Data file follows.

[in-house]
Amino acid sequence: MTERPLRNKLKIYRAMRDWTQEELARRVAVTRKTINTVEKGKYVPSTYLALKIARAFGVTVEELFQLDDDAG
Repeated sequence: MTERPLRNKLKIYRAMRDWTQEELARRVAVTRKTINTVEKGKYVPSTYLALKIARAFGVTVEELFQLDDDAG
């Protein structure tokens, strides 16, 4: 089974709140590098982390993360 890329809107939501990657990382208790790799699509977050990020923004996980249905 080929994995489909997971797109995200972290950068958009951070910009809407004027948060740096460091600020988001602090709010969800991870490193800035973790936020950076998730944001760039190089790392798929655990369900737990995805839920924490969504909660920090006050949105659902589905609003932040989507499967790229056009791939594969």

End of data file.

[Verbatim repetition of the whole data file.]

[in-house]
Amino acid sequence: MTERPLRNKLKIYRAMRDWTQEELARRVAVTRKTINTVEKGKYVPSTYLALKIARAFGVTVEELFQLDDDAG
Repeated sequence: MTERPLRNKLKIYRAMRDWTQEELARRVAVTRKTINTVEKGKYVPSTYLALKIARAFGVTVEELFQLDDDAG
């Protein structure tokens, strides 16, 4: 089974709140590098982390993360 890329809107939501990657990382208790790799699509977050990020923004996980249905 080929994995489909997971797109995200972290950068958009951070910009809407004027948060740096460091600020988001602090709010969800991870490193800035973790936020950076998730944001760039190089790392798929655990369900737990995805839920924490969504909660920090006050949105659902589905609003932040989507499967790229056009791939594969």